And speaking of her room, there was one phrase that could accurately describe it. In the movie Independence Day, Will Smith was dragging an alien creature wrapped in a parachute across the desert and he stopped, looked down at the dead alien and said “ What is that smell” . Well, regarding my sister’s bedroom, let’s just leave it at that.
Most girls would shriek at the mere sight of earthworms, and even some of the boys in the neighborhood too. But not Sharon. We dug up a whole can of earthworms and filled another can with cold spaghetti…something about hazing the freshman girls at Villa Victoria…
There are so many stories of our childhood and growing up that I could go on and on all day. But as in all families, there comes a time to move on and start a family of our own. And that family is a reflection of the family she had growing up. First there was a loving husband, a really neat guy named Steve, and then a daughter, who was the reflection of them both, in Adrienne. And the love, caring and compassion Sharon showed for Steve in his illness was a reflection of the values she learned from our mom and dad. When Steve died it broke her heart, and it broke my heart to see her in such grief. But she was strong, she had faith, and she had family. And she picked herself up, and carried on, as did Adrienne, and us all.
My sister and I were opposites in many respects; She liked school, I hated school, she was liberal, I was conservative, she was democrat, I was republican, she liked Bernie Sanders, I like Ted Cruz. Differences that in sadly too many cases tear people apart, but not with us. Our debates were fun, friendly and spirited, but respectful. Opposites in many ways, but don’t anyone dare hurt my sister, for you will see how fast family rallies together and you could learn how quickly brothers could make people disappear. And she would be there for us too when we most needed someone to talk to. Through some very difficult times, I knew I could count on my big sister to be there, even if it was to just lend an ear to cry in for an hour or two. She was there. That’s who she was. Love, care, fun, comfort, support, advice, anything you needed, Sharon was always there. I was and am blessed to have a sister like her. A couple years ago on Thanksgiving, right after she was diagnosed with cancer, we were sharing Thanksgiving together, and she waited until I had just the right amount of wine in my mouth, and she timed a joke and a punch line just perfectly enough to make me laugh hysterically, spewing wine out my nose, mouth all over the table, the wall and down my shirt. Yes, even all these years later, she still had it. Same as always. yes, even at 59 years old, she still had it. The ability to make me laugh, while nearly choking to death as I drowned on my drink, squirting from my nose. Just like when we were kids.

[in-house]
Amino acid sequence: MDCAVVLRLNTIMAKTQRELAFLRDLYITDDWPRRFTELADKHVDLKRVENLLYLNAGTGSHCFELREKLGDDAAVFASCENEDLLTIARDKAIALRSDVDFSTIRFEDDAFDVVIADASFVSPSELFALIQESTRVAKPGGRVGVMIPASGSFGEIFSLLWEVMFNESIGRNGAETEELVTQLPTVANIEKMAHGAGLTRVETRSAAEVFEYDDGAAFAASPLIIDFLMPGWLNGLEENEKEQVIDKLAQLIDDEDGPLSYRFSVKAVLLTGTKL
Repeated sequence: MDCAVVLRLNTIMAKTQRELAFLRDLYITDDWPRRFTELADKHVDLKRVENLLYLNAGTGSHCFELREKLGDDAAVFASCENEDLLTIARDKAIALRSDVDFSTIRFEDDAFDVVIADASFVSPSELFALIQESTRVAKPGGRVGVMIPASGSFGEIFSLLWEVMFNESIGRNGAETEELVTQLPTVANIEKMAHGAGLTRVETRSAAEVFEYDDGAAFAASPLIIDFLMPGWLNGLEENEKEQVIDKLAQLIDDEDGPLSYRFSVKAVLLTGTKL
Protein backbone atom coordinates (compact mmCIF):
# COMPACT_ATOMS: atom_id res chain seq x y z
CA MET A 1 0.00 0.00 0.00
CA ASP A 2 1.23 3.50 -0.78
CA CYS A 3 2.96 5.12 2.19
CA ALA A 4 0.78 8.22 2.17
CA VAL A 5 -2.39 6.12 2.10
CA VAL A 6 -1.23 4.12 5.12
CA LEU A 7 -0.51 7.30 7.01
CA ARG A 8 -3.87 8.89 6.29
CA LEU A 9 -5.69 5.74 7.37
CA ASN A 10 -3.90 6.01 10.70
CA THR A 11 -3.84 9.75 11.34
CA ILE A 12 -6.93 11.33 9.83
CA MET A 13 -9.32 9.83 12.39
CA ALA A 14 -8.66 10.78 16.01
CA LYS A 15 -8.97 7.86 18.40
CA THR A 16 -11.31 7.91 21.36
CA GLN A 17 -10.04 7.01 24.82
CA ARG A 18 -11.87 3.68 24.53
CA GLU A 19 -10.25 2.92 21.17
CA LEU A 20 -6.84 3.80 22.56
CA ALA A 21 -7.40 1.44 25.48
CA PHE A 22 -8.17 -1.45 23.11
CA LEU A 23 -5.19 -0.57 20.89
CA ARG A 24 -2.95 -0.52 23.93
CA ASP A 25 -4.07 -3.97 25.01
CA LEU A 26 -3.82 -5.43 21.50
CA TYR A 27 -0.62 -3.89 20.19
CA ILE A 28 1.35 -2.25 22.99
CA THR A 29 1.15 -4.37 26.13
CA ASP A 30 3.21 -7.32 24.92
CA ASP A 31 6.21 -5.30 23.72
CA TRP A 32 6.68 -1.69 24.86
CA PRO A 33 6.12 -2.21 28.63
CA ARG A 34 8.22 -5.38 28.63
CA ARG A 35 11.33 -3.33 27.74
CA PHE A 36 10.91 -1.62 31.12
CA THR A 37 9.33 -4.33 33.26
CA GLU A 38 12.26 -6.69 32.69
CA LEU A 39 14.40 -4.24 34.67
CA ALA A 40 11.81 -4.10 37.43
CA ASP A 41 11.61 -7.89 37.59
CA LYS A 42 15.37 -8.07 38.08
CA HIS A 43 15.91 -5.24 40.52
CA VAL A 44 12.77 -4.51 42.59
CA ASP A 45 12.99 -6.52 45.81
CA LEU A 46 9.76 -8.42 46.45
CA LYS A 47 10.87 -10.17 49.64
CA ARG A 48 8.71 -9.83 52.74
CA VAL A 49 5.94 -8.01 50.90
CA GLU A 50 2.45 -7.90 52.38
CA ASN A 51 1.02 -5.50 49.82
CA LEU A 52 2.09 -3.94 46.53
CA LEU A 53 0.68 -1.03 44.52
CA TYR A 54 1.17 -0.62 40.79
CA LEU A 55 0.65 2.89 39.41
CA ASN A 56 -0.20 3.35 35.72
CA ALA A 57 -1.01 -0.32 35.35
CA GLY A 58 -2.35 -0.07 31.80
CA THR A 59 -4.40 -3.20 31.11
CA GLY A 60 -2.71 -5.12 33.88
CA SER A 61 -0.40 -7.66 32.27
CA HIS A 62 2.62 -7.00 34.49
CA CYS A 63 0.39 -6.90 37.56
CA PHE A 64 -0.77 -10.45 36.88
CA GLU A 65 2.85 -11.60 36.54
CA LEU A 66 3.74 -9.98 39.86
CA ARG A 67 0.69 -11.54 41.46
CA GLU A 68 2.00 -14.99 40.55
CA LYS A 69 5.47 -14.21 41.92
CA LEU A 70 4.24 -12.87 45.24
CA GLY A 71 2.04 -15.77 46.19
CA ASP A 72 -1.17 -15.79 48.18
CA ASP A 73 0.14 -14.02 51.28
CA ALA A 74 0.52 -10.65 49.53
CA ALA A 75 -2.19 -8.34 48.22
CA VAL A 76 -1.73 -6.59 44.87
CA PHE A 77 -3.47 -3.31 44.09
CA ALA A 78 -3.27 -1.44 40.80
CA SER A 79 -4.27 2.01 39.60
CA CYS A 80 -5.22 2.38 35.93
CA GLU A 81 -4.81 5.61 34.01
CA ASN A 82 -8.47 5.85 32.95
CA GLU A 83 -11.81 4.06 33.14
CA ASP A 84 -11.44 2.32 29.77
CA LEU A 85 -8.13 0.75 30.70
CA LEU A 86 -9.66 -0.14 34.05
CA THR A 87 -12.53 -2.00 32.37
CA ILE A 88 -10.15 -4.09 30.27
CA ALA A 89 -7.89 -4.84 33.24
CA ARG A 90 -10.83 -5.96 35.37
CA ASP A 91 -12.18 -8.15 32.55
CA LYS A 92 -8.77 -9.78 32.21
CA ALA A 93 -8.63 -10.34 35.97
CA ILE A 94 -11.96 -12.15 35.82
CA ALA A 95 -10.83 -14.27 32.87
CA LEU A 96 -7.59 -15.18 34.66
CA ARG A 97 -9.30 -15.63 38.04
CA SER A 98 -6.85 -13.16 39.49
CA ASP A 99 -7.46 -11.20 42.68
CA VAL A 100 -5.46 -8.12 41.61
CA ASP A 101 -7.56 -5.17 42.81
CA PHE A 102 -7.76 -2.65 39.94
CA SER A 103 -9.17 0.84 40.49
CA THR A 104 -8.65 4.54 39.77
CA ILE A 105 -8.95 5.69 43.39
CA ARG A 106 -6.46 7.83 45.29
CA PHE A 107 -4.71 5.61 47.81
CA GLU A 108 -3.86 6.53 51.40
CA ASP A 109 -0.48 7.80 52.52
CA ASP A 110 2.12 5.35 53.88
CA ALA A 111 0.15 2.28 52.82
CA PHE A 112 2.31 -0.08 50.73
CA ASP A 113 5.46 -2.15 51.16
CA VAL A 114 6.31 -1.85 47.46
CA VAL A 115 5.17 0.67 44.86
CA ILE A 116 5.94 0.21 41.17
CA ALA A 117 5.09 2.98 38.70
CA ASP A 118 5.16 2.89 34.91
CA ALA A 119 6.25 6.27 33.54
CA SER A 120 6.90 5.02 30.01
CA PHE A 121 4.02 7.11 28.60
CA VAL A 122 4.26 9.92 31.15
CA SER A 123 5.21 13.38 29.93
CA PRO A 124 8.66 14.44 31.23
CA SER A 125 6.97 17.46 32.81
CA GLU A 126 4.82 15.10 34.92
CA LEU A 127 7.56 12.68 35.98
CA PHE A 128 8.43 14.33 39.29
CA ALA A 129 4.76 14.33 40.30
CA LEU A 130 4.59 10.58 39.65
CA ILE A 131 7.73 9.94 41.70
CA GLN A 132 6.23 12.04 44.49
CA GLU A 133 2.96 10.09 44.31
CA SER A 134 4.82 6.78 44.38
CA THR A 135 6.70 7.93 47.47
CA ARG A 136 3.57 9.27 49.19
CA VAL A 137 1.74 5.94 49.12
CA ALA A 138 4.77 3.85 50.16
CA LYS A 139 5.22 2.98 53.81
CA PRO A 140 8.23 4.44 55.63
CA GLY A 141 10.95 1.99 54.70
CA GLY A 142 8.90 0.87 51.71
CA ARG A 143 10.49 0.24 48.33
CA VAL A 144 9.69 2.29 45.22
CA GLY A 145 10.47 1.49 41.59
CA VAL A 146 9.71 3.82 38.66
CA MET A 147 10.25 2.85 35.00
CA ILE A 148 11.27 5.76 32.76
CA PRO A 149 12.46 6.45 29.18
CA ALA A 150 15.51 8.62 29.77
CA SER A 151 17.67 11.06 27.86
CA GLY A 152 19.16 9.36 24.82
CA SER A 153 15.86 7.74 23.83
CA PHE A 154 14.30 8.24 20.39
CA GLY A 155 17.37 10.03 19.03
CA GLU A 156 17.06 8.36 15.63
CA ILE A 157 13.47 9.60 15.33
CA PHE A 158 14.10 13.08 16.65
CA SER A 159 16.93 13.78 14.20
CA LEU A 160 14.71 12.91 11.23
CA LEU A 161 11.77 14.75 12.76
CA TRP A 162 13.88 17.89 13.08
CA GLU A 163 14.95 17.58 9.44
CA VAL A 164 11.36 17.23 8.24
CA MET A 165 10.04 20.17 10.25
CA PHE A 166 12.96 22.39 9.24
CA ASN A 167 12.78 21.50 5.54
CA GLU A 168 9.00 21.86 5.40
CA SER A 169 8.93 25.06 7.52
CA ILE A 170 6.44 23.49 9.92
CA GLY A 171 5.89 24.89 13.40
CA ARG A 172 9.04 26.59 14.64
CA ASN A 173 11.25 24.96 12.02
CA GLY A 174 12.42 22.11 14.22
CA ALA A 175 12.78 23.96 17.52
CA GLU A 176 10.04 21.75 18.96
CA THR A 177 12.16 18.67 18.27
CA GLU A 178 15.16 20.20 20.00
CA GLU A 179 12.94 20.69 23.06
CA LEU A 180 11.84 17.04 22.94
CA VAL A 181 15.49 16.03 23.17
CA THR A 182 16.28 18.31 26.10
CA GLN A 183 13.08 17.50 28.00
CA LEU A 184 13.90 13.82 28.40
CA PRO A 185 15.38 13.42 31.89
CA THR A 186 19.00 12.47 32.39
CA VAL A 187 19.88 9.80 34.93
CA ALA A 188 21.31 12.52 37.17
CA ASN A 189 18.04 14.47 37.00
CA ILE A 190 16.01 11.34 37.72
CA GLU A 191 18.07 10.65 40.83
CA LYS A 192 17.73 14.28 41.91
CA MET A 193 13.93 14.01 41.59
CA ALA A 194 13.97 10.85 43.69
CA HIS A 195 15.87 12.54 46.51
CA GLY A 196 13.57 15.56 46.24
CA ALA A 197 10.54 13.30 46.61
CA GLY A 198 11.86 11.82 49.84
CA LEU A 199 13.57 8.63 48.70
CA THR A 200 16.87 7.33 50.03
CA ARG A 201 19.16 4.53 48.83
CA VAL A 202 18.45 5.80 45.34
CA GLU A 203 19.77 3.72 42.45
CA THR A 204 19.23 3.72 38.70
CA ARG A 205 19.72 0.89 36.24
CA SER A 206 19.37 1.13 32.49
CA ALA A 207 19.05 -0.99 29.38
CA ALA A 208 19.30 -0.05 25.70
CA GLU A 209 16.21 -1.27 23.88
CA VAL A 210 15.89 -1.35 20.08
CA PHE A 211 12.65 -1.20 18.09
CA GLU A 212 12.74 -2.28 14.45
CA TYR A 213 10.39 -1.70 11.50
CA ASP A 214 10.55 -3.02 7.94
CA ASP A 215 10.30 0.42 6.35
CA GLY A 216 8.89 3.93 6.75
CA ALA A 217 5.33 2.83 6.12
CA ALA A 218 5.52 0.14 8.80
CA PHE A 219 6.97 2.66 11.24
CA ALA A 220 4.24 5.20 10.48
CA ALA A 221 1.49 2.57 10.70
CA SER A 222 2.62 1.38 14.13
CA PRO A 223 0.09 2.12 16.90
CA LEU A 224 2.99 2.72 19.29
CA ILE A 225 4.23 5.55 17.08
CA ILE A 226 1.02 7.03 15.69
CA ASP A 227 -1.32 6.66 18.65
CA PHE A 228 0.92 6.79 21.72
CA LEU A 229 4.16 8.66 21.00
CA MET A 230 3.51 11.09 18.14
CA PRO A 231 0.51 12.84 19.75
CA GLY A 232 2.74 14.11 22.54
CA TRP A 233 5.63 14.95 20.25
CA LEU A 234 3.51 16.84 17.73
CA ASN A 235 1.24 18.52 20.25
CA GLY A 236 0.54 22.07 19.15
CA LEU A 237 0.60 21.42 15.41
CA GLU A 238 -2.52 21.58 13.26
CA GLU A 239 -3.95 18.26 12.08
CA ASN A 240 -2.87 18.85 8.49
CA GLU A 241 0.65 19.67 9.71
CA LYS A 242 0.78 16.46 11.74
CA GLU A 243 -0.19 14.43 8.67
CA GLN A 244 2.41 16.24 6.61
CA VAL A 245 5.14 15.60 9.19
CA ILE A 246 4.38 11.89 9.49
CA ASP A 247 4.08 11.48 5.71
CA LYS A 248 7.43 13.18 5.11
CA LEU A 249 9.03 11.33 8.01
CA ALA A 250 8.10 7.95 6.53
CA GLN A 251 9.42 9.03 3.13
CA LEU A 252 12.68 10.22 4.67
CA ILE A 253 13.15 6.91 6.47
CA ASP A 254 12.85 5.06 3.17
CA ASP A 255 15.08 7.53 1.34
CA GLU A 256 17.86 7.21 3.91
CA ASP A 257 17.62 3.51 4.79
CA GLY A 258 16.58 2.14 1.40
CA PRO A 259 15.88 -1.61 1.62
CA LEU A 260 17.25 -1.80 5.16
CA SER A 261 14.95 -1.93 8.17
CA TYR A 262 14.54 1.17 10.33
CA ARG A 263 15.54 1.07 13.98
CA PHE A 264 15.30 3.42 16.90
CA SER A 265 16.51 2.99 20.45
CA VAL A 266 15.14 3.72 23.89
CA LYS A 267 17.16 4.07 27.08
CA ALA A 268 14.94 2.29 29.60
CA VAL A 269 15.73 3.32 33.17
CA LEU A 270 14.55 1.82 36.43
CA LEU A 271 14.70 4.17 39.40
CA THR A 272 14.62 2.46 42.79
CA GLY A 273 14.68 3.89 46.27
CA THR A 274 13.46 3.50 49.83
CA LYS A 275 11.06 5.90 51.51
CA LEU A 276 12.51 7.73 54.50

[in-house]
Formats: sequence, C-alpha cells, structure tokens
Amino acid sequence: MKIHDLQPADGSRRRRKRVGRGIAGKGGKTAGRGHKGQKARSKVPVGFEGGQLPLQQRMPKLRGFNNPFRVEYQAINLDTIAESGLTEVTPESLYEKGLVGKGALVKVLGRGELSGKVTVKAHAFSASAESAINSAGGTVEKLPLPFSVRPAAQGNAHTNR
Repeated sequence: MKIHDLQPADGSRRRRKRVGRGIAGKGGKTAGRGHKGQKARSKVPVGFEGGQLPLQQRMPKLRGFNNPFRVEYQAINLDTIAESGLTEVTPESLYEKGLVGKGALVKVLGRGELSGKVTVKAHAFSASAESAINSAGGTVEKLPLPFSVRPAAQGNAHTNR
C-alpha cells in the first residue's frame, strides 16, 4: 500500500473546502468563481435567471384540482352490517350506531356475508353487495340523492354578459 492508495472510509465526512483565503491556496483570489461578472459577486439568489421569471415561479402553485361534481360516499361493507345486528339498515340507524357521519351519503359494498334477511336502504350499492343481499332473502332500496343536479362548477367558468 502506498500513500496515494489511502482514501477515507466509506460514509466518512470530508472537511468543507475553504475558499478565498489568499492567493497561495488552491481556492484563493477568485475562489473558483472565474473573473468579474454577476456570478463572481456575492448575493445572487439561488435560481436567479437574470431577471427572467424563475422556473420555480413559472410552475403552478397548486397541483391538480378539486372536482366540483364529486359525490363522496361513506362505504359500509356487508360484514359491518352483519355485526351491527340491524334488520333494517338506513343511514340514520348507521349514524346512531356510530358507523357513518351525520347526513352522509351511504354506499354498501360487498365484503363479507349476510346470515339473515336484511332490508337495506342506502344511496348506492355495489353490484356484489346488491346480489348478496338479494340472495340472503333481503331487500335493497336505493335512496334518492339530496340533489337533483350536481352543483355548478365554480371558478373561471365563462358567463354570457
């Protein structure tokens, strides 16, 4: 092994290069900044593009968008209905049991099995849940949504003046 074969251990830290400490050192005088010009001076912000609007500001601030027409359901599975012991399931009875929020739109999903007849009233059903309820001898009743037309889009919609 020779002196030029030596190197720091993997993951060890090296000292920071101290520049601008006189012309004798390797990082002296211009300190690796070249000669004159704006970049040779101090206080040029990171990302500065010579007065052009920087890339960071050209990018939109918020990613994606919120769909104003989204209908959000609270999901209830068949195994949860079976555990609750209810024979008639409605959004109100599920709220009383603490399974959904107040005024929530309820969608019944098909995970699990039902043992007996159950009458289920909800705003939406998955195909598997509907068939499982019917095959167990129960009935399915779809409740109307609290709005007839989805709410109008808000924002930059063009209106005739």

I am proud of her, from her academic excellence, to her musical abilities, to her fun loving free spiritedness, to the love she showed to her strength. As a little kid, my big sister inspired me to reach out to do my best, and as an adult, my big sister inspired me to reach out and do my best. How many grown men could say their big sister was one of their best friends too?
One of the saddest days on my childhood was the day my dad drove her out to Seattle to live, and he came home a few days later alone. I realized she was not here anymore. Nothing would be the same. She was in my heart, but she was not here.
Until a day a few months later, my dad went out to Seattle and brought her back home, and there was joy and celebration and everything was right in our house again. So, too, something today does not seem right, she is not here. But like the day my dad brought her safely home in his arms so too, her heavenly father has brought her home safely in His arms, safe, sound and at home, with her husband Steve.
On Tuesday night, before she died, Sharon was slipping in and out but she began to reach up with both arms. Was it angels she was reaching for? Perhaps. Was it Jesus she was reaching for? Most likely. But I like to believe she saw Steve, ready to come for her, but God held him back just a little while longer. For the irony of it may just be the most romantic part, if we allow it to be; God held him back just a few hours more, so that on Jan 20th, 5 years to the day that Steve died, He could finally say to Steve, OK, you bugged me enough now you may kiss your bride. Again.
And to you, my sister, my best friend, you are free, you are with God, you are at peace. And we shall see you soon.
Until then, you will live on in our hearts.